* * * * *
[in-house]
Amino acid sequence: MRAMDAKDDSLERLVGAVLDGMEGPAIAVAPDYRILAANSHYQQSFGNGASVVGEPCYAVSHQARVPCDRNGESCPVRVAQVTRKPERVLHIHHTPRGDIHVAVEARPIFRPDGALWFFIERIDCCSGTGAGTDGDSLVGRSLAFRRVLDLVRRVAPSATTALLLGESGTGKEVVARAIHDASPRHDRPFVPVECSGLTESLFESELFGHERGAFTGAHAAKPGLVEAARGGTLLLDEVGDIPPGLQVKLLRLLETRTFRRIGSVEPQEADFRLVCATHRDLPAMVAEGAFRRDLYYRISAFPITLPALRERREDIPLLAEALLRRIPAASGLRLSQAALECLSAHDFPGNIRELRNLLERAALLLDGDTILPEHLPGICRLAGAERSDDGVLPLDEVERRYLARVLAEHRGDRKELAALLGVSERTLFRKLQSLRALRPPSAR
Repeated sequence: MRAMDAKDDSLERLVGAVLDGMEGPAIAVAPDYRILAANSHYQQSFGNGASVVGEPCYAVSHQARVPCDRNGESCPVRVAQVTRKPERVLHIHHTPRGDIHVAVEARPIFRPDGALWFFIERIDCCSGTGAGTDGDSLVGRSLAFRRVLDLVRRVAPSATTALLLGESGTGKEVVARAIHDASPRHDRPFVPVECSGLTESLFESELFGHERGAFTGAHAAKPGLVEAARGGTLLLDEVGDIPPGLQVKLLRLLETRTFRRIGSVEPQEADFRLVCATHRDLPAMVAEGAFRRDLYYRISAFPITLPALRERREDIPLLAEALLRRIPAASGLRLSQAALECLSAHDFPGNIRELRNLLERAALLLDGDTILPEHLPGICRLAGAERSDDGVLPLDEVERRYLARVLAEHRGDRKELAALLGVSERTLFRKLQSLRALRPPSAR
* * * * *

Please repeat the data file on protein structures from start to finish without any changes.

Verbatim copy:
[in-house]
Amino acid sequence: MRAMDAKDDSLERLVGAVLDGMEGPAIAVAPDYRILAANSHYQQSFGNGASVVGEPCYAVSHQARVPCDRNGESCPVRVAQVTRKPERVLHIHHTPRGDIHVAVEARPIFRPDGALWFFIERIDCCSGTGAGTDGDSLVGRSLAFRRVLDLVRRVAPSATTALLLGESGTGKEVVARAIHDASPRHDRPFVPVECSGLTESLFESELFGHERGAFTGAHAAKPGLVEAARGGTLLLDEVGDIPPGLQVKLLRLLETRTFRRIGSVEPQEADFRLVCATHRDLPAMVAEGAFRRDLYYRISAFPITLPALRERREDIPLLAEALLRRIPAASGLRLSQAALECLSAHDFPGNIRELRNLLERAALLLDGDTILPEHLPGICRLAGAERSDDGVLPLDEVERRYLARVLAEHRGDRKELAALLGVSERTLFRKLQSLRALRPPSAR
Repeated sequence: MRAMDAKDDSLERLVGAVLDGMEGPAIAVAPDYRILAANSHYQQSFGNGASVVGEPCYAVSHQARVPCDRNGESCPVRVAQVTRKPERVLHIHHTPRGDIHVAVEARPIFRPDGALWFFIERIDCCSGTGAGTDGDSLVGRSLAFRRVLDLVRRVAPSATTALLLGESGTGKEVVARAIHDASPRHDRPFVPVECSGLTESLFESELFGHERGAFTGAHAAKPGLVEAARGGTLLLDEVGDIPPGLQVKLLRLLETRTFRRIGSVEPQEADFRLVCATHRDLPAMVAEGAFRRDLYYRISAFPITLPALRERREDIPLLAEALLRRIPAASGLRLSQAALECLSAHDFPGNIRELRNLLERAALLLDGDTILPEHLPGICRLAGAERSDDGVLPLDEVERRYLARVLAEHRGDRKELAALLGVSERTLFRKLQSLRALRPPSAR